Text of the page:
The case for: These teams probably didn't come to mind when thinking of NBA dynasties, but the "Bad Boy" Pistons were no joke. Their postseason record over their three straight Finals appearances is one of the best in NBA history.

The case against: A lack of true star power outside of Isiah, this team hasn't been remembered the way some others on this list have. When we're talking about legacy, the way a team sticks in fans' minds matters.

Chicago Bulls (1991-93)

  • Seasons: 3
  • Championships: 3
  • Regular season record: 185-61 (.752)
  • Postseason record: 45-13 (.776)
  • Hall of Fame players: Michael Jordan, Scottie Pippen
  • Coach: Phil Jackson

The case for: The years when M.J. officially took over the NBA -- the .776 winning percentage is tied for the best on the list.

The case against: Outside of Jordan and Pippen, they didn't have any true stars. Their regular-season winning percentage is also low to be considered the greatest run ever.

Chicago Bulls (1996-98)

  • Seasons: 3
  • Championships: 3
  • Regular season record: 203-43 (.825)
  • Postseason record: 45-13 (.776)
  • Hall of Fame players: Michael Jordan, Scottie Pippen, Dennis Rodman, Robert Parish
  • Coach: Phil Jackson

The case for: This run could be the best of all time. A ridiculous .825 regular season winning percentage combined with a 45-13 postseason record spells pure dominance. Most probably forgot the aging Parish was on the team, but adding Rodman as a third Hall of Famer to Jordan and Pippen helps these teams stand out.

The case against: Really not much. The Warriors have put up a better regular-season winning percentage during their run, but that's about it. Also, had Jordan not retired in 1998 this run could have been extended even longer, so there's a bit of disappointment that seeps in.

Los Angeles Lakers (2000-02)

  • Seasons: 3
  • Championships: 3
  • Regular season record: 181-65 (.736)
  • Postseason record: 45-13 (.776)
  • Hall of Fame players: Shaquille O'Neal, Kobe Bryant (not inducted yet)
  • Coach: Phil Jackson

The case for: The postseason dominance was evident, as Shaq and Kobe became one of the most formidable duos in NBA history. There was nobody in the East to contend with Shaq, but the teams were tested by worthy West rivals like the Trail Blazers and Kings.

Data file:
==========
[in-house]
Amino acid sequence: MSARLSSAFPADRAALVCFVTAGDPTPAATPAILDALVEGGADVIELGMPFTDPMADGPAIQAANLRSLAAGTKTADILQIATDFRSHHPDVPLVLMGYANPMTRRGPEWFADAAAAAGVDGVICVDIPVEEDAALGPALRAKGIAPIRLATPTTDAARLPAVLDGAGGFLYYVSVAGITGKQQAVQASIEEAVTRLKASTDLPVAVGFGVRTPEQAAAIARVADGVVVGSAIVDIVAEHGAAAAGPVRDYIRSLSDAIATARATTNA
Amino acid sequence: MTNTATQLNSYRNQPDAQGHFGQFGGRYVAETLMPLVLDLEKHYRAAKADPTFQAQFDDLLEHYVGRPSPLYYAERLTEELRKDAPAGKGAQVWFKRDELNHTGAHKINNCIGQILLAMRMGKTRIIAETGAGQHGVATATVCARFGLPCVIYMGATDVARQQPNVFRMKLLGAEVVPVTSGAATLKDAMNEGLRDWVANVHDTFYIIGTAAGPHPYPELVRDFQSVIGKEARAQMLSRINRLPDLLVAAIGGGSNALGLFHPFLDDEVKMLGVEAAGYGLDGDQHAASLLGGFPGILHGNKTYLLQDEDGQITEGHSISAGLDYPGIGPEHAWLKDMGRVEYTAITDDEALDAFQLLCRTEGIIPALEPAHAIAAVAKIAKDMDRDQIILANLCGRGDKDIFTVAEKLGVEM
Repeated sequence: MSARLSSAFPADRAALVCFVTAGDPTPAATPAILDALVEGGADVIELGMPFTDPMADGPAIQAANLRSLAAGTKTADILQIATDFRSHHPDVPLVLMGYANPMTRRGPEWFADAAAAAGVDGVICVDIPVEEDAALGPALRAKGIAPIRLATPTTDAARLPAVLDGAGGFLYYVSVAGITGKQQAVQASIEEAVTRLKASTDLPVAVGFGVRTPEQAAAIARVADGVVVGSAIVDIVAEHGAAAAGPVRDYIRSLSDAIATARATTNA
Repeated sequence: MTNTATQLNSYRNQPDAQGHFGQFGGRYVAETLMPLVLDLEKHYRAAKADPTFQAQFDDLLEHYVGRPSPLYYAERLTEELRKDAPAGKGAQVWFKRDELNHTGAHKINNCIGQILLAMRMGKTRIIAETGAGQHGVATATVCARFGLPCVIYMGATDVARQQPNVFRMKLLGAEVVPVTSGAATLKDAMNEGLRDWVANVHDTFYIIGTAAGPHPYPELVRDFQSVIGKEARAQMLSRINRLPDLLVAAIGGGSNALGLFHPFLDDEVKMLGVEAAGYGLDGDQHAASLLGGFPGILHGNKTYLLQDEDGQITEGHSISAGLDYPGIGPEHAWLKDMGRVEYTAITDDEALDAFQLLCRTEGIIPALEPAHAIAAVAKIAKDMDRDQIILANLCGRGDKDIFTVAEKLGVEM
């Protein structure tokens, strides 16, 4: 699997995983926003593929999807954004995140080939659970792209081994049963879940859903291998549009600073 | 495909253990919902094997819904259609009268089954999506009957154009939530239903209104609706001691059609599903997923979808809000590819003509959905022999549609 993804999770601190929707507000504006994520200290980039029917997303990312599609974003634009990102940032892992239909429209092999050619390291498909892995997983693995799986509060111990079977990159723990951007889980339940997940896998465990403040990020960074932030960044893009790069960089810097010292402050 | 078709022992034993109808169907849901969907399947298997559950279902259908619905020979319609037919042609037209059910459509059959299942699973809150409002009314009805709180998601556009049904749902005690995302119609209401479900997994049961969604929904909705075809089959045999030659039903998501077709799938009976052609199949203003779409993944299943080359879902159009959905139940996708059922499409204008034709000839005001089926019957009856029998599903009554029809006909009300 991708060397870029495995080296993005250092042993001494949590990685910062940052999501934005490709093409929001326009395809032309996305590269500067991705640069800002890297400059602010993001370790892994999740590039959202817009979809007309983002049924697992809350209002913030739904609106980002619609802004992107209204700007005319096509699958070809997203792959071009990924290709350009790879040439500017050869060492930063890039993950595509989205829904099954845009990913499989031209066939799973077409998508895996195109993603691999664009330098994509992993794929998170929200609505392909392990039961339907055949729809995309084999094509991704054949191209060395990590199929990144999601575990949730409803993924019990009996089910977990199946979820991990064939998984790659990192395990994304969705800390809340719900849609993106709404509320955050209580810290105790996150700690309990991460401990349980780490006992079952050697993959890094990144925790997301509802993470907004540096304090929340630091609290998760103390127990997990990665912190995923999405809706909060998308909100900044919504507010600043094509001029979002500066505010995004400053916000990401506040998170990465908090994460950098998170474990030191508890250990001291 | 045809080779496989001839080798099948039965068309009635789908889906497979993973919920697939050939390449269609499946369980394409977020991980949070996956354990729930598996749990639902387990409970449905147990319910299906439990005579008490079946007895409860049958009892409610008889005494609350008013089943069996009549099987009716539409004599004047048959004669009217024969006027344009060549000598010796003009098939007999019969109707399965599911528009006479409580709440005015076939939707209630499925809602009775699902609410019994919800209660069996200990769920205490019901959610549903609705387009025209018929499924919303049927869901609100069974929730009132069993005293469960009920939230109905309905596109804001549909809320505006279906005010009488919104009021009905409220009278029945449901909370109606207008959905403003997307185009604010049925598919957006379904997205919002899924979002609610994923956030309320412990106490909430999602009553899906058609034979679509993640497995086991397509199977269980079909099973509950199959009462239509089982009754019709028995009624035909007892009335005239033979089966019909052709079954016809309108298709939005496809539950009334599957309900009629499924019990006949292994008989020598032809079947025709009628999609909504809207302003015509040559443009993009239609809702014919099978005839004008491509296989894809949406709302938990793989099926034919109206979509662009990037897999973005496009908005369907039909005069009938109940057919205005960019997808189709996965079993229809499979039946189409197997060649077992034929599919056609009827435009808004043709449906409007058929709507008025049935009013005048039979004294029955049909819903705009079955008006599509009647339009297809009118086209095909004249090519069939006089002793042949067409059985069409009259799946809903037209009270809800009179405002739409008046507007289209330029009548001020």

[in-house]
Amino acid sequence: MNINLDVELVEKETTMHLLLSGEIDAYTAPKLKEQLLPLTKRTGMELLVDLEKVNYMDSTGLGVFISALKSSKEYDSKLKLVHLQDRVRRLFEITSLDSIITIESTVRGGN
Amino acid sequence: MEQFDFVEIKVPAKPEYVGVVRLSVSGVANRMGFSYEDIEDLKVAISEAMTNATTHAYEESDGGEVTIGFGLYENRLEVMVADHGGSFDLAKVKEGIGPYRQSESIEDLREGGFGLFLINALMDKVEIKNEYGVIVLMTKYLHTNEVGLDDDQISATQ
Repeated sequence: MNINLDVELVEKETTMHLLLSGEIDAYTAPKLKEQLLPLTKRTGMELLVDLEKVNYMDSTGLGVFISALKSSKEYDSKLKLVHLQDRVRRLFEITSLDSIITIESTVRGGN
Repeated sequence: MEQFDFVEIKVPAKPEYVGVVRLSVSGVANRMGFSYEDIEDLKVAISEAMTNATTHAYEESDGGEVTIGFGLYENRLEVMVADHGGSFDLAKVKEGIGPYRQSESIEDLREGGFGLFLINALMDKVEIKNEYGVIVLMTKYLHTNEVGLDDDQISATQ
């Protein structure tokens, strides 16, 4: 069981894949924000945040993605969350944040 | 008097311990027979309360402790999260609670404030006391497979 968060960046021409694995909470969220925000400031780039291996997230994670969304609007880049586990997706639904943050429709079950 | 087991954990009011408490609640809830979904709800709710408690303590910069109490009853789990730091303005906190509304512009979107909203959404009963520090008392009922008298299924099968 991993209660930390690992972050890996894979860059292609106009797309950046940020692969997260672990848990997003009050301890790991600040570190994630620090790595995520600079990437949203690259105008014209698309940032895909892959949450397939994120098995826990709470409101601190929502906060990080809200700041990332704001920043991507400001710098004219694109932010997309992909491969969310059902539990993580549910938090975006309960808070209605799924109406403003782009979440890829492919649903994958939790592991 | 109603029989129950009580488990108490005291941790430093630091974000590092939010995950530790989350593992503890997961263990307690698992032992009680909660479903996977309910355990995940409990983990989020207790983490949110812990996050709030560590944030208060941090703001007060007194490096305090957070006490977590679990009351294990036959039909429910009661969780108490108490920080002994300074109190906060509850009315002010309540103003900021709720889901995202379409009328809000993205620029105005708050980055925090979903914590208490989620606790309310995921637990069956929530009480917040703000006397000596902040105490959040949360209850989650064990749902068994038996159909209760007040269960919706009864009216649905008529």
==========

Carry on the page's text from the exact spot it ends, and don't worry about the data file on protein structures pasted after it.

The case against: For such talented teams, they certainly cruised during the regular season. There was no question as to whether they were the best team in the league during this run, but the regular-season numbers make it hard to call them the best ever.

Los Angeles Lakers (2008-10)

  • Seasons: 3
  • Championships: 2
  • Regular season record: 179-67 (.728)
  • Postseason record: 46-21 (.687)
  • Potential Hall of Fame players: Kobe Bryant, Pau Gasol
  • Coach: Phil Jackson

The case for: Yeah, there's not much here. Not truly dominant teams despite their two titles. Kobe's first post-Shaq titles probably count for something in terms of legacy.

The case against: The numbers speak for themselves. This wasn't a truly dominant run.

Miami Heat (2011-14)

  • Seasons: 4
  • Championships: 2
  • Regular season record: 224-88 (.718)
  • Postseason record: 59-28 (.678)
  • Potential Hall of Fame players: LeBron James, Dwyane Wade, Chris Bosh, Ray Allen
  • Coach: Erik Spoelstra

The case for: The first long run for a "superteam," this team was stacked with three future Hall of Famers in their absolute primes, and Allen produced one of the most memorable shots in NBA history in 2013.

The case against: Despite the star power, the numbers just aren't there. As crazy as it sounds, these teams winning two titles in four years will actually go down as a disappointment.

Golden State Warriors (2015-17)

The case for: The regular-season mark (which includes a record 73 wins in 2015-16) is the best three-year run in NBA history, and they've finished the job two of three times. They have two of the league's top five players -- in their primes. Aesthetically, they probably rival the Showtime Lakers as the most fun to watch.

The case against: It's all LeBron's fault. Had the Warriors not lost to the Cavs in 2016, or if they had pulled off a perfect 16-0 postseason in 2017, there wouldn't be much of a debate. But with only two titles instead of three, some of the "three-peat" teams (and the nine out of 10 Celtics team) could be considered slightly more qualified.